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Ways You Can Instill Good Hygiene Habits

How To Teach Your Preschooler Good Hygiene Habits

"Wash your hands."

"Brush your teeth."

"Please use your napkin instead of your shirt."

Sometimes parenting can feel like one big nag. But before you get too frustrated with your child's inability to keep himself clean, realize that until they're about 4 years old, most children don't have the fine-motor skills or the attention span required to brush their own teeth and hair, or clean themselves adequately after using the bathroom.

Here are some ways you can help:

  • When it comes to hand-washing, be a good role model. Wash your own hands when you return home from, say, the grocery store, and before every meal, and then remind your kids to do the same. It will make hand-washing a healthy habit for everyone in the house. To help remind them in the bathroom, try using a visual cue. Trace your child's hands on a piece of paper, draw lots of soapy-looking bubbles on the paper, and post it near the bathroom door, or on the mirror. If they see the "sign" on their way out, it will prompt them to wash up. Another tip: Let your child pick out a colorful step stool for the bathroom faucet she uses most often.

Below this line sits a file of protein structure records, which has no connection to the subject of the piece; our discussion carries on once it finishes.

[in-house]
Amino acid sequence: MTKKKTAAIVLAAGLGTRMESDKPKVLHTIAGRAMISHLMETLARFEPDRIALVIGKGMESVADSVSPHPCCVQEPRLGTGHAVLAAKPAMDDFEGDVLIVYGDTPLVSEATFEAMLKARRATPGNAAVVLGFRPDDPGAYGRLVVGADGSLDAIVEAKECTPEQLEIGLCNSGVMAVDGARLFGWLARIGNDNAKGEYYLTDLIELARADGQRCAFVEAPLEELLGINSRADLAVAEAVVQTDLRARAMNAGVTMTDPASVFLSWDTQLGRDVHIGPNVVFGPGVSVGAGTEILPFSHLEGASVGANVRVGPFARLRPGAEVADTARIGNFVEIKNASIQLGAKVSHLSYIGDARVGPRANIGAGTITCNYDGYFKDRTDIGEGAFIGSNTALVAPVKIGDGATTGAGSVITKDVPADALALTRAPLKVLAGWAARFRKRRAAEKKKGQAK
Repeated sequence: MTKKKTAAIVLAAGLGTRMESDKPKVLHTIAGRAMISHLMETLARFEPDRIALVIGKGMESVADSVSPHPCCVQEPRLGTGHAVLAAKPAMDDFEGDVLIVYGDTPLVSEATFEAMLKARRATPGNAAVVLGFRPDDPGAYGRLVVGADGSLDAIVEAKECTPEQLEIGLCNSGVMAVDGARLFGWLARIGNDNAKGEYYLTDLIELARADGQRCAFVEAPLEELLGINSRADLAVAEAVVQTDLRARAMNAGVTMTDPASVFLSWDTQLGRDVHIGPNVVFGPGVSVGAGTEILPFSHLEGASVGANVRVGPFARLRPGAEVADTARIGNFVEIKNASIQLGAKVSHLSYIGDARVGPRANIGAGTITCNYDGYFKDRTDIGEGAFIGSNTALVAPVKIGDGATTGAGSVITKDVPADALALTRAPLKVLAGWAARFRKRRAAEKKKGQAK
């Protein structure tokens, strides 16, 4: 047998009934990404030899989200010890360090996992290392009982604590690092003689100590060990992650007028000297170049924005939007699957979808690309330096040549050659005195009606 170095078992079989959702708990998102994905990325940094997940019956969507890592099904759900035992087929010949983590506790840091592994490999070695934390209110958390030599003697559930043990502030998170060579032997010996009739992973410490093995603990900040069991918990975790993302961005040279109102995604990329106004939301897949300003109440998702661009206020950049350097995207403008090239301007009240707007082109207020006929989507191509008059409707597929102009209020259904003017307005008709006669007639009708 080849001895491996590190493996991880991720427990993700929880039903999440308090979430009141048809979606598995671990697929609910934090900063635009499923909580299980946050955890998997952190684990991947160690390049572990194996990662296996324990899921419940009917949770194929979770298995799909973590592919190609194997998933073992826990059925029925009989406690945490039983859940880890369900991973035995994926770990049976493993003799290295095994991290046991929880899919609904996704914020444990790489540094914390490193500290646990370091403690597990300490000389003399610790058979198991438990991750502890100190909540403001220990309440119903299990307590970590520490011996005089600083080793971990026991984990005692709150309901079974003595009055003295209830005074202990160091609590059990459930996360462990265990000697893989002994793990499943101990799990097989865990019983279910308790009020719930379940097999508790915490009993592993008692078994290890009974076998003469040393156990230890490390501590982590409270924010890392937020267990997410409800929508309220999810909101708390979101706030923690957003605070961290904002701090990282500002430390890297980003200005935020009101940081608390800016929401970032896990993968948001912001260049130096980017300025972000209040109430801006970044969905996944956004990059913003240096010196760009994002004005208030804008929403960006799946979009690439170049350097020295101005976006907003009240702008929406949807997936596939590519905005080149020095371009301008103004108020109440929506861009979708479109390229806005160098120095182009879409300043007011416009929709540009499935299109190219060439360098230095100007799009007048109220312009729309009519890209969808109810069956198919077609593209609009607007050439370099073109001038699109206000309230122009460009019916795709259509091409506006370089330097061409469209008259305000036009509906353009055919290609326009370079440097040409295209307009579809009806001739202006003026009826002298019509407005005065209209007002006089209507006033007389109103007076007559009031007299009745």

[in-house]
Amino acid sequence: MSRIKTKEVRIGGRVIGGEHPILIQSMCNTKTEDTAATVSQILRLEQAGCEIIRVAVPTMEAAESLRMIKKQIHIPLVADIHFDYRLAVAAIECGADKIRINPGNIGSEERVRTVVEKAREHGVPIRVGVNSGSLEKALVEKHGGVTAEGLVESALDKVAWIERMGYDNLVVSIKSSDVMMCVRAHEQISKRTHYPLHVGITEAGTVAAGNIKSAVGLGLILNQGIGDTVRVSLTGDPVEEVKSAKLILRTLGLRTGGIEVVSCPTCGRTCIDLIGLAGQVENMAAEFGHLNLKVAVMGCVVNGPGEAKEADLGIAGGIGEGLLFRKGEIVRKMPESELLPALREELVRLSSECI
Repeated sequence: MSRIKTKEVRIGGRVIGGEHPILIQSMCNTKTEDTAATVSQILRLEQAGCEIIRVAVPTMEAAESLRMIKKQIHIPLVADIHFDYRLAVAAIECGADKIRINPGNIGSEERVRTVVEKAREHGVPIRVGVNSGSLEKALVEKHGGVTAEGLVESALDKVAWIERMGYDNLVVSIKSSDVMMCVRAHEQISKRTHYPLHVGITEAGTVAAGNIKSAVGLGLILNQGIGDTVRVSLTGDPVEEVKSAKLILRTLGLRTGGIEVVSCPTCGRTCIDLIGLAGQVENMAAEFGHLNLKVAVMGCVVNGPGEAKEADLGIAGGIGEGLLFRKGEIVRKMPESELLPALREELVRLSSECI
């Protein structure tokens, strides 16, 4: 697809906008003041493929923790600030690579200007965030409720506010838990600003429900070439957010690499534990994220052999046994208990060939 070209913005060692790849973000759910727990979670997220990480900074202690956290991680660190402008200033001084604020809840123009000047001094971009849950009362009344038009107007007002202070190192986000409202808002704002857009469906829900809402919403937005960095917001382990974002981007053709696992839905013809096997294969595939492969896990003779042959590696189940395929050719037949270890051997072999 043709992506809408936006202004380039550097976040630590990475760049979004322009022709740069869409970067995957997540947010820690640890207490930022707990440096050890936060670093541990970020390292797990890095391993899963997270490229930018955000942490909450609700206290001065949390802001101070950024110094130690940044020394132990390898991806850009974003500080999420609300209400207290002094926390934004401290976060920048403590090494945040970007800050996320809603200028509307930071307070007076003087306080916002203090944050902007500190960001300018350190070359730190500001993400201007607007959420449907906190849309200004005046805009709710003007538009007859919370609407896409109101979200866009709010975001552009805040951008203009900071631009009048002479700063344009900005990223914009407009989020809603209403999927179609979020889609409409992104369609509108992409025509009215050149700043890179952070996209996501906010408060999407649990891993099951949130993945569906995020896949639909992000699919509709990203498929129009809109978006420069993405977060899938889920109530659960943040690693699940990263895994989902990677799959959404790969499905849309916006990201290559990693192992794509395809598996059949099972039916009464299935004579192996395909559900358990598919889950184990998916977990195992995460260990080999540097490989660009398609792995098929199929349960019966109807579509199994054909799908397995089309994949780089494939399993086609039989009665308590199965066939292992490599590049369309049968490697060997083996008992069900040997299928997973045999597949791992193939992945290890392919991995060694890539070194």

• After she uses the bathroom, double-check. You can teach your child to wipe her own bottom as soon as she starts using the toilet, but until she's about kindergarten age, you will need to help. This is especially important for girls, since insufficient wiping can cause bladder infections. If your child seems to have trouble, try using flushable wet wipes until she gets the hang of it.
  • Let them brush their teeth first, then you do it. "Until children are at least four years old, they need help brushing their teeth, twice a day, for two minutes each," says Warren Brill, DMD, a spokesperson for the American Academy of Pediatric Dentistry. He advises parents to monitor tooth-brushing until children are 8 years old. Dr. Brill also suggests that parents use teeth-staining "disclosing tablets" that temporarily stain the spots kids miss when they brush. The red or purple stains on their teeth highlight plaque to show the areas you both need to pay extra attention to.
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